And then suddenly he’d leaned, his face inches away and I could feel his breath on my nose, tangibly close, and for a second I thought he was going to kiss me and I felt the butterflies go berserk in my stomach. But instead he put his lips to my ear and softly whispered, “I thought it might interest you to know, Miss Mary, that you have chocolate cake stained around your mouth…”

By Francesca Lee

The Wardrobe

Open. Closed. Open. Closed. The cycle goes on and on; my eyes open for a split second and then they’re shut for me, I have no power at all. I am the observer, the one who sits silently but hears the loud noises of society. I am a wardrobe. Filled not only with clothes but with secrets, many of which could belong to you. I am a wardrobe, a brown oak wardrobe, a wardrobe almost empty – yet full.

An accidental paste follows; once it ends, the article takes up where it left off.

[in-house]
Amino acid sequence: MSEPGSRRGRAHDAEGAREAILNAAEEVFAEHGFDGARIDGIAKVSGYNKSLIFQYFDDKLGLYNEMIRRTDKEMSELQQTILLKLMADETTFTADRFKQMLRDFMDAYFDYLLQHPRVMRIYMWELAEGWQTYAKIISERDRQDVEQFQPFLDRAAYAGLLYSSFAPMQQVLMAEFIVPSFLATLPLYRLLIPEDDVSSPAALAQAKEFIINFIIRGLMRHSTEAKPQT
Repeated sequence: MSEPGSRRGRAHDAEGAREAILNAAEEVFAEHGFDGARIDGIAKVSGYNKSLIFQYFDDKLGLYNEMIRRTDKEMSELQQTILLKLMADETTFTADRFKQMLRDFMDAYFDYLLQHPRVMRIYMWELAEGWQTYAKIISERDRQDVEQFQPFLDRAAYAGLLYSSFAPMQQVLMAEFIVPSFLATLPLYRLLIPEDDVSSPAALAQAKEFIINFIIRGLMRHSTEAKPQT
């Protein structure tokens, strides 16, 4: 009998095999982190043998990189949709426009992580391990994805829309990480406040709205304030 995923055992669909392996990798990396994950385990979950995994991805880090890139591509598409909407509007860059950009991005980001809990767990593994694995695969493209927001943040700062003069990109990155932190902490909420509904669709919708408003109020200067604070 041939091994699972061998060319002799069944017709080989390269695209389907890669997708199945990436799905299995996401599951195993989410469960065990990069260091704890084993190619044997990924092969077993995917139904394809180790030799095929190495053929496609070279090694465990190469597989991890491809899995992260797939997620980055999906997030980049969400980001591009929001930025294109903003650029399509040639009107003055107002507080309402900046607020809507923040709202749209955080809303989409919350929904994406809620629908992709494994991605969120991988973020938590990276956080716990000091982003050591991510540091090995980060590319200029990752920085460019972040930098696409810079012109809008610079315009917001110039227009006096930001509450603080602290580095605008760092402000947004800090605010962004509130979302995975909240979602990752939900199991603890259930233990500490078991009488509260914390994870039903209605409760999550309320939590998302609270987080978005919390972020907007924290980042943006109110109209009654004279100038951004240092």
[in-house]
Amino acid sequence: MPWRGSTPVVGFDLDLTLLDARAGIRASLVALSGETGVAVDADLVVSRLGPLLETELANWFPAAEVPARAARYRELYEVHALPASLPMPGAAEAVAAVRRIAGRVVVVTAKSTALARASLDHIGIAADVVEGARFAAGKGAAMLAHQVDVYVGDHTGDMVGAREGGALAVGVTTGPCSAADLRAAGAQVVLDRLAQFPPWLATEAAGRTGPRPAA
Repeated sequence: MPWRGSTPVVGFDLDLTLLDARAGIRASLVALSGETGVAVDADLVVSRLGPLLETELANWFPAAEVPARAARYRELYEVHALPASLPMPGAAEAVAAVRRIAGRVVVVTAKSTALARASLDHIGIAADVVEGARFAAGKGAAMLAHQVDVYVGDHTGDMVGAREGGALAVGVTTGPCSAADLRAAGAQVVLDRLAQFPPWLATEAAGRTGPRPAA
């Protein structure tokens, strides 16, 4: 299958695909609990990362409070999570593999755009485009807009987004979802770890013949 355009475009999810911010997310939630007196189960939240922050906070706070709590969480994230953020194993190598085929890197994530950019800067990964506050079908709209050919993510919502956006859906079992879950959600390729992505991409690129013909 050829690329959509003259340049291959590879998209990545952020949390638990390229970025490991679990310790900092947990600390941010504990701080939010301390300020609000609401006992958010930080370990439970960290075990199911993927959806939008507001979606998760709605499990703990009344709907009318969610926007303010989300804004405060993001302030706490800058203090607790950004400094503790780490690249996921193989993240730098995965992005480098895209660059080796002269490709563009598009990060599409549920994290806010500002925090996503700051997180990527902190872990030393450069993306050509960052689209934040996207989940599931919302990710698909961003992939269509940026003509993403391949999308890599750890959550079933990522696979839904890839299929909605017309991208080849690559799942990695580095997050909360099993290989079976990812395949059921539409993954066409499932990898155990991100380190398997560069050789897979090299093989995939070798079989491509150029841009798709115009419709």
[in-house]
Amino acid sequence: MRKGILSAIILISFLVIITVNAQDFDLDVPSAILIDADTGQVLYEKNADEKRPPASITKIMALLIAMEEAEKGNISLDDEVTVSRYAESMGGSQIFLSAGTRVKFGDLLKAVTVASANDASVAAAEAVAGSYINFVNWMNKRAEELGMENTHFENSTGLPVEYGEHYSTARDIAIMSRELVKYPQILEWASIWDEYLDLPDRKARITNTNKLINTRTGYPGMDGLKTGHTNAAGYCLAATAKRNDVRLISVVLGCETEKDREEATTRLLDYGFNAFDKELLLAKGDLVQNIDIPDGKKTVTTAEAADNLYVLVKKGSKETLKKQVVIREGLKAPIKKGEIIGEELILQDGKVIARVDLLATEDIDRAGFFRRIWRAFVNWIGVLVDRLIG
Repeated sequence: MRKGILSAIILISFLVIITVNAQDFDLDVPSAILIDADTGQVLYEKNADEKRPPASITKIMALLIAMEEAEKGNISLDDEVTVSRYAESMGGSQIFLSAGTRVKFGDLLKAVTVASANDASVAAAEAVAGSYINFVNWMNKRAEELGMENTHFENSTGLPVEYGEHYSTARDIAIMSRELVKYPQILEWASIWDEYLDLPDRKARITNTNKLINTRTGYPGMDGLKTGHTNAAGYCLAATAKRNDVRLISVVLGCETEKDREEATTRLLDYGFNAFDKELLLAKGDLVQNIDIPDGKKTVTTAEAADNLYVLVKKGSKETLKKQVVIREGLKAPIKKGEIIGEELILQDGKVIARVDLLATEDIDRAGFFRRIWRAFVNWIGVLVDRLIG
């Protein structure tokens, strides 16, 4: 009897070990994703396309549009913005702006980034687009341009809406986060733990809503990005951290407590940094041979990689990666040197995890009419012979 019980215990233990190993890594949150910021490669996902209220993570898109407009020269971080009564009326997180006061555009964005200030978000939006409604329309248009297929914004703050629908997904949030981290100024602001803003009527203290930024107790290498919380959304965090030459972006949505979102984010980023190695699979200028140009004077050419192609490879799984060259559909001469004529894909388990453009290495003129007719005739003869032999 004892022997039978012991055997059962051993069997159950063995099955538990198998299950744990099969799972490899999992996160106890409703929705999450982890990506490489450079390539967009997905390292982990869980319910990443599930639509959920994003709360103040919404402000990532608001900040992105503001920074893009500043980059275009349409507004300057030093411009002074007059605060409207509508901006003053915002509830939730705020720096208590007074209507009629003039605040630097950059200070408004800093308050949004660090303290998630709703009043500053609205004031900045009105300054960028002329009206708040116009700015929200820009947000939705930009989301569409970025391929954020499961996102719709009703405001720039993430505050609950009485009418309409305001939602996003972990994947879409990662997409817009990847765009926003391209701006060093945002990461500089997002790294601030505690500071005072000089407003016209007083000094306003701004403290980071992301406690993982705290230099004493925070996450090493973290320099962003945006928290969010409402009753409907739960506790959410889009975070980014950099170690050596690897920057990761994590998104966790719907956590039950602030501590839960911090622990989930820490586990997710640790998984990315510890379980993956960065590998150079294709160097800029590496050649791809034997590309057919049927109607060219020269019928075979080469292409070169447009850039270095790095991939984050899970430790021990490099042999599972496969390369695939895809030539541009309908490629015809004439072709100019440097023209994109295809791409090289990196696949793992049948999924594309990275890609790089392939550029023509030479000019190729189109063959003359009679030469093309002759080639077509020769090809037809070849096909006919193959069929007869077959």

Alive. Dead. Alive. Dead. Once she opened me for the last time. Once she took out her emerald green dress for the very last time. I didn’t know it, I didn’t know that would be the last time I’d see her stare beguilingly into her mirror as though she had been transformed, just like mothers stare at new-borns, as though their lives have only just started, as though there is a miracle between bare skin.

Up. Down. Up. Down. I watched Mary toss and turn in her mother’s cold, skin-cell filled bed. I watched silently, through the noises of her cries and the bare hurt I could sense through her yawns. I felt in my bones she was hurting the same things I felt when her mother did. My hinges felt stiff and rusty. If only the memories weren’t trapped within me.
In. Out. In. Out. Teresa entered, lost things, shouted a bit, left and then did it all again. Crying; crying, Catherine entered the scene. All three musketeers back together. United – but for a funeral… surely things were about to unravel and me, yes me, I would be the only one filled with the truth; their silent witness.